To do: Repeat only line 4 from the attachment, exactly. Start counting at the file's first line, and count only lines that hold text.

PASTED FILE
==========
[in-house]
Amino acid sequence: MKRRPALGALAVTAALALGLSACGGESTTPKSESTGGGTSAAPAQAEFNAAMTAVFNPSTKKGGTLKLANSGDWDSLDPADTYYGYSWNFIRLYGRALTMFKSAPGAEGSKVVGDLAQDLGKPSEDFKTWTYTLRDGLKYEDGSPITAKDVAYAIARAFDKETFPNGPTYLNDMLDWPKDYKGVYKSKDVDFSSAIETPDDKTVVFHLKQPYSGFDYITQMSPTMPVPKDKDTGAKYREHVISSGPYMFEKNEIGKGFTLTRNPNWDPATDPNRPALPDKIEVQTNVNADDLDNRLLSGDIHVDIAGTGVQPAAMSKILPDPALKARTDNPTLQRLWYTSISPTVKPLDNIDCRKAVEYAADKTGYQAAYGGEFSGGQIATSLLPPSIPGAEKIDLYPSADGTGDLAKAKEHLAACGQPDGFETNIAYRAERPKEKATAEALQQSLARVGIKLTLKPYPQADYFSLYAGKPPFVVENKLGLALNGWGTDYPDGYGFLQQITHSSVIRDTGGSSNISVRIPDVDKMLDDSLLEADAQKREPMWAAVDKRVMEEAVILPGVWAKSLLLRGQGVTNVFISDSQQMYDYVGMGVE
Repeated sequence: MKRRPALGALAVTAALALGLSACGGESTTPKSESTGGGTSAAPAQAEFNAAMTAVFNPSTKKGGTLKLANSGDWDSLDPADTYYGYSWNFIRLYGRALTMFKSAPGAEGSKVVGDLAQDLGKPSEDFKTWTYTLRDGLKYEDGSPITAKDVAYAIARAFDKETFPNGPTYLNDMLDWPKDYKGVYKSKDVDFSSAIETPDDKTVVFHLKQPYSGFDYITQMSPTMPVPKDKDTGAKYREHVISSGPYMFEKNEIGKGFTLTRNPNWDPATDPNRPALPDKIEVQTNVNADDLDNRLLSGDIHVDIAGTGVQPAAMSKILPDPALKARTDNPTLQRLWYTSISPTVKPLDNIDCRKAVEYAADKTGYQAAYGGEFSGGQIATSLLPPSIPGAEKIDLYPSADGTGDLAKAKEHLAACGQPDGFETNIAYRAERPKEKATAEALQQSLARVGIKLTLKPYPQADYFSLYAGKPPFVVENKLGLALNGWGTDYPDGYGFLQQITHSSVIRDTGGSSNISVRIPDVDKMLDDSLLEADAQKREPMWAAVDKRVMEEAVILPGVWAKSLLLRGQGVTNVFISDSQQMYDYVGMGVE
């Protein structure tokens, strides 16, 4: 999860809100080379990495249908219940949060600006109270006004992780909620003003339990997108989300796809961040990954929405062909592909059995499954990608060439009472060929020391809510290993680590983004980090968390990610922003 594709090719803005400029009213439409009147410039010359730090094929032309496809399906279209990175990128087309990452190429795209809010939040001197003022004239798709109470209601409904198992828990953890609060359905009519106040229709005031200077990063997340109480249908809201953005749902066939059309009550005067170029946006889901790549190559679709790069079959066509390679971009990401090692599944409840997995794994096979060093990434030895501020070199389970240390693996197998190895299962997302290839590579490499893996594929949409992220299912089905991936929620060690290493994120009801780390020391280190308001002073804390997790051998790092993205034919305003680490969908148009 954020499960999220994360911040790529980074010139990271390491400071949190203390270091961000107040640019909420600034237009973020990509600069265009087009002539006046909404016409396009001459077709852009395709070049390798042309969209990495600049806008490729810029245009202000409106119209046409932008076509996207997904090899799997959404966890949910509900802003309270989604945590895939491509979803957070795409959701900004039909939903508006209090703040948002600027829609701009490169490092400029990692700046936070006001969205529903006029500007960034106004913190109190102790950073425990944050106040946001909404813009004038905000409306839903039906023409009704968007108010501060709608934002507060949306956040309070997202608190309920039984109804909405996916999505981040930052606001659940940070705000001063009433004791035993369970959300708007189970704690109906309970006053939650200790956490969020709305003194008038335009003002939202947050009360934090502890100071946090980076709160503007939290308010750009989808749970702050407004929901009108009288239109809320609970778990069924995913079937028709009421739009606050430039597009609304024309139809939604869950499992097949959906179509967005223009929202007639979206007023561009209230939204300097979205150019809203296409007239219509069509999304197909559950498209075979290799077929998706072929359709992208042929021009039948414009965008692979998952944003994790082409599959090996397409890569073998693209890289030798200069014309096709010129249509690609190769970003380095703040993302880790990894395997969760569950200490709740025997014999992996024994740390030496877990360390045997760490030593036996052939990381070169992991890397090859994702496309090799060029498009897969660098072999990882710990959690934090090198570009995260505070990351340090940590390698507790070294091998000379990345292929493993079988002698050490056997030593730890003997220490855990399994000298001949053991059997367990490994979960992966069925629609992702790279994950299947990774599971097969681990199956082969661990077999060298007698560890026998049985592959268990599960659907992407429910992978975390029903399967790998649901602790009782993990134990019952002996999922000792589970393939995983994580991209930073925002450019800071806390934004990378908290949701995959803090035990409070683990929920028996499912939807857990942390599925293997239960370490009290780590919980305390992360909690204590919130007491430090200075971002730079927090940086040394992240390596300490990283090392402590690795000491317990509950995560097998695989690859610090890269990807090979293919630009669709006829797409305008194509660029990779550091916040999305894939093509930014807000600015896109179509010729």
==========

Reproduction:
């Protein structure tokens, strides 16, 4: 999860809100080379990495249908219940949060600006109270006004992780909620003003339990997108989300796809961040990954929405062909592909059995499954990608060439009472060929020391809510290993680590983004980090968390990610922003 594709090719803005400029009213439409009147410039010359730090094929032309496809399906279209990175990128087309990452190429795209809010939040001197003022004239798709109470209601409904198992828990953890609060359905009519106040229709005031200077990063997340109480249908809201953005749902066939059309009550005067170029946006889901790549190559679709790069079959066509390679971009990401090692599944409840997995794994096979060093990434030895501020070199389970240390693996197998190895299962997302290839590579490499893996594929949409992220299912089905991936929620060690290493994120009801780390020391280190308001002073804390997790051998790092993205034919305003680490969908148009 954020499960999220994360911040790529980074010139990271390491400071949190203390270091961000107040640019909420600034237009973020990509600069265009087009002539006046909404016409396009001459077709852009395709070049390798042309969209990495600049806008490729810029245009202000409106119209046409932008076509996207997904090899799997959404966890949910509900802003309270989604945590895939491509979803957070795409959701900004039909939903508006209090703040948002600027829609701009490169490092400029990692700046936070006001969205529903006029500007960034106004913190109190102790950073425990944050106040946001909404813009004038905000409306839903039906023409009704968007108010501060709608934002507060949306956040309070997202608190309920039984109804909405996916999505981040930052606001659940940070705000001063009433004791035993369970959300708007189970704690109906309970006053939650200790956490969020709305003194008038335009003002939202947050009360934090502890100071946090980076709160503007939290308010750009989808749970702050407004929901009108009288239109809320609970778990069924995913079937028709009421739009606050430039597009609304024309139809939604869950499992097949959906179509967005223009929202007639979206007023561009209230939204300097979205150019809203296409007239219509069509999304197909559950498209075979290799077929998706072929359709992208042929021009039948414009965008692979998952944003994790082409599959090996397409890569073998693209890289030798200069014309096709010129249509690609190769970003380095703040993302880790990894395997969760569950200490709740025997014999992996024994740390030496877990360390045997760490030593036996052939990381070169992991890397090859994702496309090799060029498009897969660098072999990882710990959690934090090198570009995260505070990351340090940590390698507790070294091998000379990345292929493993079988002698050490056997030593730890003997220490855990399994000298001949053991059997367990490994979960992966069925629609992702790279994950299947990774599971097969681990199956082969661990077999060298007698560890026998049985592959268990599960659907992407429910992978975390029903399967790998649901602790009782993990134990019952002996999922000792589970393939995983994580991209930073925002450019800071806390934004990378908290949701995959803090035990409070683990929920028996499912939807857990942390599925293997239960370490009290780590919980305390992360909690204590919130007491430090200075971002730079927090940086040394992240390596300490990283090392402590690795000491317990509950995560097998695989690859610090890269990807090979293919630009669709006829797409305008194509660029990779550091916040999305894939093509930014807000600015896109179509010729």